Skip to main content
Part of complete coverage on

La Scala soprano: Opera singers are athletes

From Anita Hartig, Special to CNN
updated 10:56 AM EDT, Fri October 19, 2012
HIDE CAPTION
<<
<
1
2
3
4
5
6
7
>
>>
STORY HIGHLIGHTS
  • Anita Hartig recently made her debut at La Scala in Milan in the role of Mimi in La Boheme
  • Hartig's rise began after she was recommended to director of Vienna State Opera
  • Latest in a long line of gifted Romanian opera singers to perform internationally
  • Hartig: There are lots of times where I feel depressed or lonely

Editor's note: Anita Hartig, 29, has just debuted at La Scala in Milan in the role of Mimi in Puccini's much-loved La Boheme. The Romanian soprano rose to fame after a critic mentioned her to Ioan Holender when he was the musical director of the Vienna State Opera.

(CNN) -- A friend of mine told me (when) I was 17 years old (that) I should sing opera because I had an interesting voice. I said: "Oh my gosh, No! These fat ladies singing on stage!"

She gave me two Maria Callas CDs, I listened to them and I started to sing the high notes. I started to hear the orchestra and the emotion -- and the power to express so many different feelings through voice, through instruments, through feelings. That was the beginning.

This talent I have got, I had to develop it, because it was a burning flame in my heart.

When it started, I knew. I don't know how to explain it. Maybe different people feel that with love -- you just know it! I felt that with music and opera.

You can compare being an opera singer with being an athlete: Both have to practice a lot to focus on the distance
Anita Hartig, opera singer

Virginia Zeani, Ileana Cotrubas, there are so many great Romanian singers, but from my little town in the north, I think I was the first one. I come from Transylvania in the north of Romania. The city I am from is called Bistrita. My parents are very proud of me and so are other people in our little town.

So I worked through the summers so I could get professional singing lessons and then I got into the music academy in Cluj where I studied for six years. When I finished at the music academy, Ioan Holender from the Vienna State Opera heard about me from a critic.

He sent me an email (saying) that he wanted to hear my voice and from that moment on everything changed. I don't know the details about what the critic wrote -- it must have been something that made him curious.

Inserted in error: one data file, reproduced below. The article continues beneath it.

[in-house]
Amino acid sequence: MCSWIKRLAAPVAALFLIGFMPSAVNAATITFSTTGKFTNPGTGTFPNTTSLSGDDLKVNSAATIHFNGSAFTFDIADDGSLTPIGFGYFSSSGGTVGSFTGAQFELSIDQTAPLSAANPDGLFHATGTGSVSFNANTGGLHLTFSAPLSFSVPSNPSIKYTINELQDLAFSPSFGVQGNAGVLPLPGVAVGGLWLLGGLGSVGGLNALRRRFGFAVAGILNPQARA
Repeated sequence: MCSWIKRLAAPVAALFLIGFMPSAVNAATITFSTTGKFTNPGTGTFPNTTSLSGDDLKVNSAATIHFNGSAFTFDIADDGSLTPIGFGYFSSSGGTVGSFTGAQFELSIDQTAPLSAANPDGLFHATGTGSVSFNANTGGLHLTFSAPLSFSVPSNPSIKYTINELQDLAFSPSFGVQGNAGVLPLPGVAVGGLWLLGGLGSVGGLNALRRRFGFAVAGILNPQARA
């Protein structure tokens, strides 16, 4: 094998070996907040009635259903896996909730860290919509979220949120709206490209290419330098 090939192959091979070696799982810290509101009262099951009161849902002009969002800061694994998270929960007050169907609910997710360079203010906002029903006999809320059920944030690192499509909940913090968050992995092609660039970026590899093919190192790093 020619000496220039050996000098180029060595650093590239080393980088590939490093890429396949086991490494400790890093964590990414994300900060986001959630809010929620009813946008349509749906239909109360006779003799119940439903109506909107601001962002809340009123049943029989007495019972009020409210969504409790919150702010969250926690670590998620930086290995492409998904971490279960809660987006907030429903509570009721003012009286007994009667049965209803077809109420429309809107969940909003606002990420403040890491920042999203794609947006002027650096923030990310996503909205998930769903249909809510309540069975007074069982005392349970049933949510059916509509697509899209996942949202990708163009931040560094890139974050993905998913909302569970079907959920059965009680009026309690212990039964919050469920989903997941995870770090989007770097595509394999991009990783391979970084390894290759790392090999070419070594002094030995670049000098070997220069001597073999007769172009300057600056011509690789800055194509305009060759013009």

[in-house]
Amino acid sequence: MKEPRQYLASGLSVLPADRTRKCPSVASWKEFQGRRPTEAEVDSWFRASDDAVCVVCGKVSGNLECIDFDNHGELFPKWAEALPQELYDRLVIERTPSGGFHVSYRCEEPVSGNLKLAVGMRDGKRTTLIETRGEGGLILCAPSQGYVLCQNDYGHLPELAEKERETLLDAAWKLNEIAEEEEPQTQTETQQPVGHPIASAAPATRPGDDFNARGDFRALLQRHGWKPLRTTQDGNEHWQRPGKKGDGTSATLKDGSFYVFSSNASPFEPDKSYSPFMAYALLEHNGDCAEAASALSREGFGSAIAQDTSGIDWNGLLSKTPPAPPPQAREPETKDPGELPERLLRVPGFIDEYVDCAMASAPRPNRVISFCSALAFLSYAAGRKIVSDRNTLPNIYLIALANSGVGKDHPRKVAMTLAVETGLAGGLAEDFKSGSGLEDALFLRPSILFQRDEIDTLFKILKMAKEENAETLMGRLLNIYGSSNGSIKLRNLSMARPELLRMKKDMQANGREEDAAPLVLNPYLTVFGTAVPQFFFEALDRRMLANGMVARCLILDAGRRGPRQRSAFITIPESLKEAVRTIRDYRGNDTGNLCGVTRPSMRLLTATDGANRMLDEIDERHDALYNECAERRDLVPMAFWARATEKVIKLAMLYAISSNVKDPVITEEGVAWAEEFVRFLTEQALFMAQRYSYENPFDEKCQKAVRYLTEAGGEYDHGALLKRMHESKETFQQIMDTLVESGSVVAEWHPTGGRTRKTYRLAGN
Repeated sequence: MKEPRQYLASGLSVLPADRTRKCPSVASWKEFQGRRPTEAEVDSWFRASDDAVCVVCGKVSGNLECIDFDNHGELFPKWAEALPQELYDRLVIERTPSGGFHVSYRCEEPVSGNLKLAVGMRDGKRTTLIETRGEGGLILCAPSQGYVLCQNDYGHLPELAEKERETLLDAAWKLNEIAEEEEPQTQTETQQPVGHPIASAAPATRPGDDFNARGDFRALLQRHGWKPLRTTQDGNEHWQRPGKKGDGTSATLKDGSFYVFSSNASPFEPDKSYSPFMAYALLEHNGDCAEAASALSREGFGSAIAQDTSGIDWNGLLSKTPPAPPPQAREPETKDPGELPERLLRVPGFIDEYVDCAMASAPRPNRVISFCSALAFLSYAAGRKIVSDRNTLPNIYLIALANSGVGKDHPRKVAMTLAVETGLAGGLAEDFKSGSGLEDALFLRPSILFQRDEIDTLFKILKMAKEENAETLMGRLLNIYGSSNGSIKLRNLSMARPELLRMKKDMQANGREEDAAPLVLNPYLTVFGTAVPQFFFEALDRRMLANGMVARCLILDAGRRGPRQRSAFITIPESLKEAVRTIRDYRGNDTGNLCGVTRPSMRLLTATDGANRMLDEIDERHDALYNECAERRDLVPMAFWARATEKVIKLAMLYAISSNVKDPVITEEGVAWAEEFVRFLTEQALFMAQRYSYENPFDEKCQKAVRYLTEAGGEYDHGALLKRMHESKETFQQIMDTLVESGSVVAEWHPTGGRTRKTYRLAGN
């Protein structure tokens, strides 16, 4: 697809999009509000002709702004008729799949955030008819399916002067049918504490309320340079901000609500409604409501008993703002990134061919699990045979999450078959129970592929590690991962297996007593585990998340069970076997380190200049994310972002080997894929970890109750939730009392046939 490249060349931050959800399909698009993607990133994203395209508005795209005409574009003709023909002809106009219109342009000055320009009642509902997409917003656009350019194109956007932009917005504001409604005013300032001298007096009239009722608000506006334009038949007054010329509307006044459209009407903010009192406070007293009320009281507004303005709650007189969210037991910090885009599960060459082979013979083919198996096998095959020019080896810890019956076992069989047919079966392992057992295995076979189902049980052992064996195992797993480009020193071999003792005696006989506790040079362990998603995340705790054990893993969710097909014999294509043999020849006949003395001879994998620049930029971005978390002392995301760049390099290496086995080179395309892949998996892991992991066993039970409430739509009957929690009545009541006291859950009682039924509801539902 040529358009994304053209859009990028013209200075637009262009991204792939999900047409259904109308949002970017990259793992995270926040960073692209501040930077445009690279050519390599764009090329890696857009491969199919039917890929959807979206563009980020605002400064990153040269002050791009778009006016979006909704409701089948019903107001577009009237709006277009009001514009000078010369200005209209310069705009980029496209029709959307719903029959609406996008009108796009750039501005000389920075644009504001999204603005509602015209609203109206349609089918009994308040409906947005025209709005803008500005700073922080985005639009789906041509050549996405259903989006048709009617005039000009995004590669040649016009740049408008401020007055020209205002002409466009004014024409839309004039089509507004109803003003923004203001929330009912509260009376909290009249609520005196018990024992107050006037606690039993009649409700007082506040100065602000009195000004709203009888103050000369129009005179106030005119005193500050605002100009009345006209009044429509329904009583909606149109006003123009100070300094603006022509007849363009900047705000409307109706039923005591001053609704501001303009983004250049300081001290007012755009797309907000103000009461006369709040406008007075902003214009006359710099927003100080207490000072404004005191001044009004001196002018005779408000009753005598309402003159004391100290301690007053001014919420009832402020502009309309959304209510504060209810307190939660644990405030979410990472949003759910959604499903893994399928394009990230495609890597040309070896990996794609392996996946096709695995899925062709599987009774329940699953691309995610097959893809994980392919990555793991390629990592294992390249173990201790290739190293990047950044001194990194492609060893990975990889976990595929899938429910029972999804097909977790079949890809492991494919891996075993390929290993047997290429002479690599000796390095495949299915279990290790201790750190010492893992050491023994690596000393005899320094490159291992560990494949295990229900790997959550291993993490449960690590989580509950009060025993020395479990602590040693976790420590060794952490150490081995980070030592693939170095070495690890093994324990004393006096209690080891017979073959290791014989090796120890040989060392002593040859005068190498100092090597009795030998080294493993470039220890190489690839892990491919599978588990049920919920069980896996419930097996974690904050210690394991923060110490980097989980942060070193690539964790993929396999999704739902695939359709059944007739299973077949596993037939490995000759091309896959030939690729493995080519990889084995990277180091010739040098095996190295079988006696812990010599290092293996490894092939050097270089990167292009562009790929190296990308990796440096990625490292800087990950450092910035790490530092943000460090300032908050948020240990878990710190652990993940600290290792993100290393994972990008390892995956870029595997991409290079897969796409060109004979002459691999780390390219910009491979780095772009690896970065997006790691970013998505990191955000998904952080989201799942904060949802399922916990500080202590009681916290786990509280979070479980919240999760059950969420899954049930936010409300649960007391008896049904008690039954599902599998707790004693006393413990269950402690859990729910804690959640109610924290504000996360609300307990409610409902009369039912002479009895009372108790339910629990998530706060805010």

More from Human to Hero: Boxing's first female Olympic gold medalist Nicola Adams

The difference between one singer and another is of, course, the talent he or she got from nature. The color of the voice, yes you could say that, but the most unique thing, the thing that makes a difference, is sincerity. It's not that easy to open yourself to the audience -- to be sincere, to open your soul, to say, "This is me with my talent, my insecurities, with everything I am. This is me."

Human to Hero: Anita Hartig

Of course, technique is important too, but there are lots of singers with good technique who don't take enough time, maybe, to develop the other part -- the sensitivity.

Inside the mind of a piano prodigy

My technique is not perfect all the time -- if I am not sleeping enough or having problems and too many thoughts. You can't force your voice to sound the same all the time because lots of exterior things influence your resonance and your energy, and all that feeds into your voice.

How Nicola Adams punched her way to gold

The voice is a very sensitive instrument. It's not that easy, it's not just going out there and singing and your voice comes out. It would be so easy if it was like that. Can you imagine how hard it is without a microphone to have the force and the power to sound through an orchestra of 80 people playing loud music? That's not normal, right? You have to be patient and focused and to love what you do and to understand there are lots of moments where you feel very down.